The liberal news media plays a political 'gotcha' game with conservative or even just Republican candidates that they do not with liberal or even just Democrat candidates. They did this last week (Feb 11, 2015) to thrice elected governor of Wisconsin and possible 2016 Republican presidential candidate, Scott Walker, when they asked what he believed about evolution(news here, and recent columns here, here, here, and here). Let me lay out my take on the politics of this first.
You can believe in evolution and win a Democratic primary. You can believe in evolution and become president. If you believe in evolution, you might lose a Republican primary. You will lose a large enough percentage of primary voters as a Republican that it could sink your race. Quite a few people still reject evolution in this country, despite its stranglehold in the public schools, but almost all of them are Republicans. The media wants Scott Walker out as fast as possible, probably because they fear and hate him more than the other Republican candidates. They promote a Republican moderate until he passes through the primary into the general election, where they savage him as he has already depressed the conservative turnout.
Walker's present strategy, which I think he had already formulated -- this wasn't off-the-cuff, is as he put it, "to punt" on the question. He's not going to answer it. And then he adds something about faith and science being compatible, something like that -- he thinks you can believe both. Both. Faith and science.
I'd like to digress a moment, because a Christian worldview does not bifurcate faith and science. Those two aren't separate entities -- there is only one truth. You've already played into the world's hands, the secularist humanists, when you place science on a different plane than faith, as if science is the objective, fact-based, head-oriented side, and faith is the subjective, feeling-based, heart-oriented part. What explains it all is that God created everything, including earth, which then fell into and was ruined by sin, but all of that still can and will find redemption through Jesus Christ. That is the only explanation for everything.
I know, you think that Walker will lose if he answers differently and the point is to win. We're not hiring a pastor-in-chief, but a president of the United States. He's got to do what it takes to win, even if it means such a political answer such as he gave. Not answering gives Walker a sense of deniability, and then when the media hounds him, they might look like bullies and it could have a counter effect on behalf of Walker. You've already asked that question, he's answered, so please leave the guy alone. "After all, he's not going to allow his view on origins to influence his governing."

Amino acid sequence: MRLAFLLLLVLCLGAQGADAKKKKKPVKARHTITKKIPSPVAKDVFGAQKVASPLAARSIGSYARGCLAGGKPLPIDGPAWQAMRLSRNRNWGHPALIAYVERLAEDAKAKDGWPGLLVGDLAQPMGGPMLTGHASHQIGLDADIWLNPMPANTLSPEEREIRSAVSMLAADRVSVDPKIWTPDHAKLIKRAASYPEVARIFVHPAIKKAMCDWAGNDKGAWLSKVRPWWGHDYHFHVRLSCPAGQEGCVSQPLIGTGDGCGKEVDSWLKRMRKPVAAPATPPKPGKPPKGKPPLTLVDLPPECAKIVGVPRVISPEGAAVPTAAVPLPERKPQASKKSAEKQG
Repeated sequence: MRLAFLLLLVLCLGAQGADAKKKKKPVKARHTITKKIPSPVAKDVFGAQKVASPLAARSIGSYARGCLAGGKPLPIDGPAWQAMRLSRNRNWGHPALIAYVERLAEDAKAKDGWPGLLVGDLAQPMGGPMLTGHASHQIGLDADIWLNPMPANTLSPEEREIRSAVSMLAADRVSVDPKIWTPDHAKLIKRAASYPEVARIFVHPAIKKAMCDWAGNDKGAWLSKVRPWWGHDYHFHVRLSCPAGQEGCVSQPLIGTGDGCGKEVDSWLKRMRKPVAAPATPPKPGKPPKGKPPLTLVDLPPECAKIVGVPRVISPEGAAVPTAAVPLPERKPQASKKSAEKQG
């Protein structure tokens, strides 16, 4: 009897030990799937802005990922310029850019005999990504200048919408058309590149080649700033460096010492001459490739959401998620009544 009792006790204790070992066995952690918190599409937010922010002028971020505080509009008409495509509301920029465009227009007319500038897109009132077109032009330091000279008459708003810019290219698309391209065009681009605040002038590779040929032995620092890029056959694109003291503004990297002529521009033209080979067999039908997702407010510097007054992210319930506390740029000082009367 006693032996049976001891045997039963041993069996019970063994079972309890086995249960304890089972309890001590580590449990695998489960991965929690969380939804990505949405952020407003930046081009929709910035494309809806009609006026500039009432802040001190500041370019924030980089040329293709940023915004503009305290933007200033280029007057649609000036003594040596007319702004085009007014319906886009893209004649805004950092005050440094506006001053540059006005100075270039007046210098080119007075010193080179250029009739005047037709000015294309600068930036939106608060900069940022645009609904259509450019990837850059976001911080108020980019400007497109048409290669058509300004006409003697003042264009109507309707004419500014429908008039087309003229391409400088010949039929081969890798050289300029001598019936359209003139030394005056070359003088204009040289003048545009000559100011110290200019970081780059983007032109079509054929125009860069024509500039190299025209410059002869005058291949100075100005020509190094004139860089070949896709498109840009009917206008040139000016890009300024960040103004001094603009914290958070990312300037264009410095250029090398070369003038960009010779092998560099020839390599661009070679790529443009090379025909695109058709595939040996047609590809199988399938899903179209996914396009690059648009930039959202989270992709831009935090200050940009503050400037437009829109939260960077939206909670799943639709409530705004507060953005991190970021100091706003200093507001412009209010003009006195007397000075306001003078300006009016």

What Walker thinks he gains by losing could actually be, and I believe is, a loss by winning. He wins a battle by losing the war. It also runs against the Walker narrative of conviction and courage. It doesn't mean that I don't still like him better than the other candidates. However, I think he should go back to the drawing board and take a stand on a consistent Christian worldview, to study and formulate some beautiful talking points that will accomplish even more than his political answer. If he loses because of his answer, then he loses with the truth still intact, which is greater than he is. If he is operating according to God's cultural mandate in Genesis, he can fulfill it by bringing a Christian worldview to his career and work.
The right answer to the question about evolution dovetails with the historic American view of liberty. The founding fathers said God endowed men with inalienable rights. The Civil War was fought in part based upon that contract (I will delete comments in the line of a war of northern aggression). The thought of evolution undermines Americanism, the founding beliefs of our country. We did not receive our rights from government, but from God.
So what would be the succinct, wonderful wording of the right answer to the question about evolution? What should Walker say? What should he have said? I'm going to write an answer, but maybe you could help me. Think about it and write something in the comment section. You've got until Monday.